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Does EVERYONE'S bank do this...


kidrio
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Hello, I have had a business accout~actually three~at my current bank for 5 years for my business. I have always wondered if all banks operated this way or if something was fishy with mine. I have to make all deposits by 2:00 pm (even cash) for that deposit to be included in that business day's transactions. However, the reconcile all checks after 12:00 am but they count those checks that go through as the previous business day's checks. For example I deposit 1000.00 cash into my account at 2:02. Checks come through that evening (actually the next morning) however the amount is debited from my account on the day I made the deposit, yet the money that I did deposit from that day is not a credit into my account until the next day. So in effect, I should have 1000.00 cash into my account to pay the checks that are came through that night (actually the next day) but it doesn't count. I know that the money is supposed to be in the account when you write the checks, however, this is the real world and other debits go through etc.

The result is my bank loves me because the charge me 33.00 per NSF. I am lucky that they pay all checks~probably because they know that the money is there to cover them, the just refuse to acknowledge it. I have nearly run down small women and children just to get to the bank before 2:00, however, sometimes this is just not possible.

I understand the 2:00 limit, but I thought cash always counted whenever it was deposited during business hours. I just think that if they are going to take the check amounts out of my account at midnight, the money should be debited as such and come out of my account on the next business day. Am I making any sense?

When I asked my bank how they could do this, they said all banks do this? Anyone else have this problem?

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You understand the 2 p.m. limit? Did you know some credit card companies are doing that now. Used to be you had until the end of the business day.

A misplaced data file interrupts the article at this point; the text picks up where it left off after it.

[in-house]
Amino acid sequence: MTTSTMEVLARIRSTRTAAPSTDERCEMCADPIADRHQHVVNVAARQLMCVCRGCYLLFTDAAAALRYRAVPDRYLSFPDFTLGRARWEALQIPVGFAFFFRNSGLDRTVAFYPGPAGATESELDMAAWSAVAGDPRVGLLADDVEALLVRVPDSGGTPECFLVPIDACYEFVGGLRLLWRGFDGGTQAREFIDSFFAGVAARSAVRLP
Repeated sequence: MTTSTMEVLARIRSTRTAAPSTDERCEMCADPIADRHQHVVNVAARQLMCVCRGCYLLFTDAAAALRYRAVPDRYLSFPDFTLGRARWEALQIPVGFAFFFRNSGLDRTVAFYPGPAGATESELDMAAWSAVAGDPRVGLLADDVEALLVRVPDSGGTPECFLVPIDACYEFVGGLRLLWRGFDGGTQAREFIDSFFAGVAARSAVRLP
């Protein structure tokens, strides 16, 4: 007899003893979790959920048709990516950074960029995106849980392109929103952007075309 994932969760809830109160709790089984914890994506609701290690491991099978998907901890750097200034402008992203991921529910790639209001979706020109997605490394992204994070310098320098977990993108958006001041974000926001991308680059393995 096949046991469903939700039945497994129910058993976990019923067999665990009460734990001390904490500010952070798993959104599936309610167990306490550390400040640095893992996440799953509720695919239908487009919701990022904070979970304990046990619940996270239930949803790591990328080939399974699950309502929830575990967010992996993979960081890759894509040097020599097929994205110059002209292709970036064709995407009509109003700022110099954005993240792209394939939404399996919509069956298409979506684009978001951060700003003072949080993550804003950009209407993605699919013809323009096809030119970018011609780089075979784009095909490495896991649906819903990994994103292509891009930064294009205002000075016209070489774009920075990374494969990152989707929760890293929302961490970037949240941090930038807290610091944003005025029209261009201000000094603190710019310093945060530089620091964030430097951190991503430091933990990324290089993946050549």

Not any more. Not with the revenue late fees and penalties bring in. Thank the U.S. Supreme Court for allowing that to happen.

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Yes, most commercial banks post deposits as you describe. When you make a deposit ask the teller if it posts on the current business day. If not, the deposit is recorded, however gets processed the next business day. Just remember to check that and you will not incur NSF charges.

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My issue with the bank is that if they won't accept my deposit on that business day, if it is made after 2:00, why then don't they put the checks that go through at midnight on the next business day rather than the previous business day. I usually have 5 to 11 checks go through each night and on Friday, for instance, at midnight (which USED to be Saturday in the real world) the money comes out of my account on Friday rather than Monday (the next business day). If I make a cash deposit on Friday after 2:00, it doesn't credit to my account until Monday. Hence, the rushing to the bank to make it by 2:00 or the excessive NSF fees.

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As far as the 2:00 limit goes, I understand what my bank's response is, however, I completely disagree with it. I hardly ever deposit checks into my account. I have a cash business~a bar~and only deposit cash. I have a HUGE problem with the fact that they will not recognize cash deposits made after 2:00 until the next business day. My bank knows exactly what they are doing. The cash is in the account however, they won't allow it to be used to pay the checks they are posting that day. In 2004 I paid 4500.00 in NSF fees. I never once bounced a check, which is fortunate, however, in every single instance where I incurred NSF fees from my bank, the cash that was deposited that day after 2:00, would have covered the checks they put through that day. When I confronted my bank on this, their reponse was, "I know it seems a little strange, however, all banks do this and you should have the money in the account when you write the check." In my case I do have the money in the account when the checks get debited from the account, however, they won't recognize it. I have looked for any rules that say this is fine or otherwise, but have not found any. Until then, if you see a white Sable driving furiously toward a Century bank around 1:55, I'll try not to hit anyone.

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That was kinda my point. Just because all the major banks do it, doesn't make it right. It's a scam. Greed. Whatever you want to call it.

Do you HAVE to go through this bank? Why not find one that isn't a corporate pirate?

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They are really the only bank that is close to my business and my employees have to make frequent runs there for change. Also, my credit is not the best (am in the process of fixing) so I may not be able to open another corporate account. Another interesting thing about this bank is that you cannot pay for overdraft protection on a corporate account. Why would they want you to have it when they can charge you 33.00 per transaction instead. I am sure if I was a big business like Chili's this wouldn't be happening, but alas, I am just a small pea in the pod.